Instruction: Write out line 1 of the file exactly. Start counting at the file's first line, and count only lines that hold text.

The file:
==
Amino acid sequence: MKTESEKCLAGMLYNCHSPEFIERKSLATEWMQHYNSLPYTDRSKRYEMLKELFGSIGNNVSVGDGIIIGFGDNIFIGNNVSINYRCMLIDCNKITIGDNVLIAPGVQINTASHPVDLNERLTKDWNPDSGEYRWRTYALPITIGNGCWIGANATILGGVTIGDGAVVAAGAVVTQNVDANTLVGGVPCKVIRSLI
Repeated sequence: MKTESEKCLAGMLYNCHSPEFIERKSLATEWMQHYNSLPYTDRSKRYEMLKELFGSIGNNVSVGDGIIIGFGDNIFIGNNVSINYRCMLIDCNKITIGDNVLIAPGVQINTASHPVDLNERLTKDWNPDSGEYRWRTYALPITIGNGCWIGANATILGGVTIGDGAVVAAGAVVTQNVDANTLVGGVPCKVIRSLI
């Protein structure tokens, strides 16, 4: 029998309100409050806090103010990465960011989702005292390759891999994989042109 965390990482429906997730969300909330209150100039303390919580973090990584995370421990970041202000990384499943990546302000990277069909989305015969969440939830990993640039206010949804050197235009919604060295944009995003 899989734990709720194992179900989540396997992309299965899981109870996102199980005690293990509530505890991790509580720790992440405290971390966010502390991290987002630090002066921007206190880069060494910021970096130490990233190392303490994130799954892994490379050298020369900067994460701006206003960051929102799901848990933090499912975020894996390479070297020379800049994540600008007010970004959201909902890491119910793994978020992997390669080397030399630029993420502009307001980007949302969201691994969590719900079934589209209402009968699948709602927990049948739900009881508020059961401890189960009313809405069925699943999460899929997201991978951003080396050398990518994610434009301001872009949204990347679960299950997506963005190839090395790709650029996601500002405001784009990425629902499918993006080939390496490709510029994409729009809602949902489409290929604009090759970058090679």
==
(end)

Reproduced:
Amino acid sequence: MKTESEKCLAGMLYNCHSPEFIERKSLATEWMQHYNSLPYTDRSKRYEMLKELFGSIGNNVSVGDGIIIGFGDNIFIGNNVSINYRCMLIDCNKITIGDNVLIAPGVQINTASHPVDLNERLTKDWNPDSGEYRWRTYALPITIGNGCWIGANATILGGVTIGDGAVVAAGAVVTQNVDANTLVGGVPCKVIRSLI